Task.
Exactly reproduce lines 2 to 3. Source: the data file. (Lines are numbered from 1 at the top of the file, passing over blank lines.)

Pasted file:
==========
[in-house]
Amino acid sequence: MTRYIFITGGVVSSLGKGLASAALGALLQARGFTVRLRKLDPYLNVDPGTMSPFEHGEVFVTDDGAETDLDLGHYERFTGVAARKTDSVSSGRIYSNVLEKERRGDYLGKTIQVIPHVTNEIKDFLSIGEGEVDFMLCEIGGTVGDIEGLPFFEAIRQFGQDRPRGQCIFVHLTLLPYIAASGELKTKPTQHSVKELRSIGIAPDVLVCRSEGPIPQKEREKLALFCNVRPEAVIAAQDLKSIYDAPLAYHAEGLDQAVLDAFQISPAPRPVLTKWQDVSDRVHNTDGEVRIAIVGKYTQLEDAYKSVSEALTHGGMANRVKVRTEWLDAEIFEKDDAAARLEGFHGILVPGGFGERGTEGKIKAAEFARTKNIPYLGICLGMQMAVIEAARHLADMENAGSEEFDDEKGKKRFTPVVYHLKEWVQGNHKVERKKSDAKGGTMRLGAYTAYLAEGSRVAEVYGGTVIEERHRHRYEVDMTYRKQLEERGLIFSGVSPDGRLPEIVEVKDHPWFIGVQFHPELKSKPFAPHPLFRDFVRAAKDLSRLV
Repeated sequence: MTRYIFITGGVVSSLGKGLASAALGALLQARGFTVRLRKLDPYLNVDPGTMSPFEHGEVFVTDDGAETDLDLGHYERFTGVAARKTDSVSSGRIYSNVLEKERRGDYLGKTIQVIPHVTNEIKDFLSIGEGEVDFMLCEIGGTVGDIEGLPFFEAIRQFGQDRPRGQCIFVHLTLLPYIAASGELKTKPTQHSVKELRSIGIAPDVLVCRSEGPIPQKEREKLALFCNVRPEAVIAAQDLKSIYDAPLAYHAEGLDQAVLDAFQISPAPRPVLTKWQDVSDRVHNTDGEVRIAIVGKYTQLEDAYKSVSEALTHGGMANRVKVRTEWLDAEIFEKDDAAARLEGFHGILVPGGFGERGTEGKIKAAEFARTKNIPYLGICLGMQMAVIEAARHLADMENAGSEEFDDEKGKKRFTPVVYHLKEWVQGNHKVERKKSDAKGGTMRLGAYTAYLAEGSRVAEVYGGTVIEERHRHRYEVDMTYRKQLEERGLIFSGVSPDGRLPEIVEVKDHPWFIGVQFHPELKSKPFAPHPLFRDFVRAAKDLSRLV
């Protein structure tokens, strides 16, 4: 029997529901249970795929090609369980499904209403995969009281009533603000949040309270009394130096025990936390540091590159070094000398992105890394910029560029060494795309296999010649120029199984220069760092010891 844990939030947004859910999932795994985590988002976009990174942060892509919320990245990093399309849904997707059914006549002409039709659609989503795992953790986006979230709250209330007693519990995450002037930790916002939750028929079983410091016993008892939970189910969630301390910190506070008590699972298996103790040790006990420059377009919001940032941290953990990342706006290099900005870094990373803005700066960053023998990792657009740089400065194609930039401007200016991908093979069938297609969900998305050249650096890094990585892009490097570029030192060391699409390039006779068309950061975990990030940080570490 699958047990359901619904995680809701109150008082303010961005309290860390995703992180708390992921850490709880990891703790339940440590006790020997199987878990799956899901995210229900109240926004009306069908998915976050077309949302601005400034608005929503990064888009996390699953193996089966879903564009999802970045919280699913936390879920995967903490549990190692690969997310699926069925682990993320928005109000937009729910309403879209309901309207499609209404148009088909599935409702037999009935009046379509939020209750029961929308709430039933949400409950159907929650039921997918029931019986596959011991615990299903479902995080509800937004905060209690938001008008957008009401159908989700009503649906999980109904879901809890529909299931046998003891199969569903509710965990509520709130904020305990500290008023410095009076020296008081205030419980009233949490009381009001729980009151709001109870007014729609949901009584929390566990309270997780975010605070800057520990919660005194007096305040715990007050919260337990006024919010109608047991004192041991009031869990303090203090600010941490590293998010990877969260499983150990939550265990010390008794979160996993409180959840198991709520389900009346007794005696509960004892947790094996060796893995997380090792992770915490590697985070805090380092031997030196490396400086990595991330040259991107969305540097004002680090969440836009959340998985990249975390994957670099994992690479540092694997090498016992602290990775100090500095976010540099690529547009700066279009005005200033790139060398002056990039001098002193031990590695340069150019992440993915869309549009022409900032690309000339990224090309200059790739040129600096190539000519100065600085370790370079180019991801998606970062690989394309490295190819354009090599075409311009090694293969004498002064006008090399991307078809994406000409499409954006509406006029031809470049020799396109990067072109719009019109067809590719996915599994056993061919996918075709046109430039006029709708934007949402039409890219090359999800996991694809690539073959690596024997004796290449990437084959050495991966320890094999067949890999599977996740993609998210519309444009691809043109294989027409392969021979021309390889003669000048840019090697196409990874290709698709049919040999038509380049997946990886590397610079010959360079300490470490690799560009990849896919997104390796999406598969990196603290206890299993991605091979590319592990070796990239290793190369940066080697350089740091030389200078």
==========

Amino acid sequence: MTRYIFITGGVVSSLGKGLASAALGALLQARGFTVRLRKLDPYLNVDPGTMSPFEHGEVFVTDDGAETDLDLGHYERFTGVAARKTDSVSSGRIYSNVLEKERRGDYLGKTIQVIPHVTNEIKDFLSIGEGEVDFMLCEIGGTVGDIEGLPFFEAIRQFGQDRPRGQCIFVHLTLLPYIAASGELKTKPTQHSVKELRSIGIAPDVLVCRSEGPIPQKEREKLALFCNVRPEAVIAAQDLKSIYDAPLAYHAEGLDQAVLDAFQISPAPRPVLTKWQDVSDRVHNTDGEVRIAIVGKYTQLEDAYKSVSEALTHGGMANRVKVRTEWLDAEIFEKDDAAARLEGFHGILVPGGFGERGTEGKIKAAEFARTKNIPYLGICLGMQMAVIEAARHLADMENAGSEEFDDEKGKKRFTPVVYHLKEWVQGNHKVERKKSDAKGGTMRLGAYTAYLAEGSRVAEVYGGTVIEERHRHRYEVDMTYRKQLEERGLIFSGVSPDGRLPEIVEVKDHPWFIGVQFHPELKSKPFAPHPLFRDFVRAAKDLSRLV
Repeated sequence: MTRYIFITGGVVSSLGKGLASAALGALLQARGFTVRLRKLDPYLNVDPGTMSPFEHGEVFVTDDGAETDLDLGHYERFTGVAARKTDSVSSGRIYSNVLEKERRGDYLGKTIQVIPHVTNEIKDFLSIGEGEVDFMLCEIGGTVGDIEGLPFFEAIRQFGQDRPRGQCIFVHLTLLPYIAASGELKTKPTQHSVKELRSIGIAPDVLVCRSEGPIPQKEREKLALFCNVRPEAVIAAQDLKSIYDAPLAYHAEGLDQAVLDAFQISPAPRPVLTKWQDVSDRVHNTDGEVRIAIVGKYTQLEDAYKSVSEALTHGGMANRVKVRTEWLDAEIFEKDDAAARLEGFHGILVPGGFGERGTEGKIKAAEFARTKNIPYLGICLGMQMAVIEAARHLADMENAGSEEFDDEKGKKRFTPVVYHLKEWVQGNHKVERKKSDAKGGTMRLGAYTAYLAEGSRVAEVYGGTVIEERHRHRYEVDMTYRKQLEERGLIFSGVSPDGRLPEIVEVKDHPWFIGVQFHPELKSKPFAPHPLFRDFVRAAKDLSRLV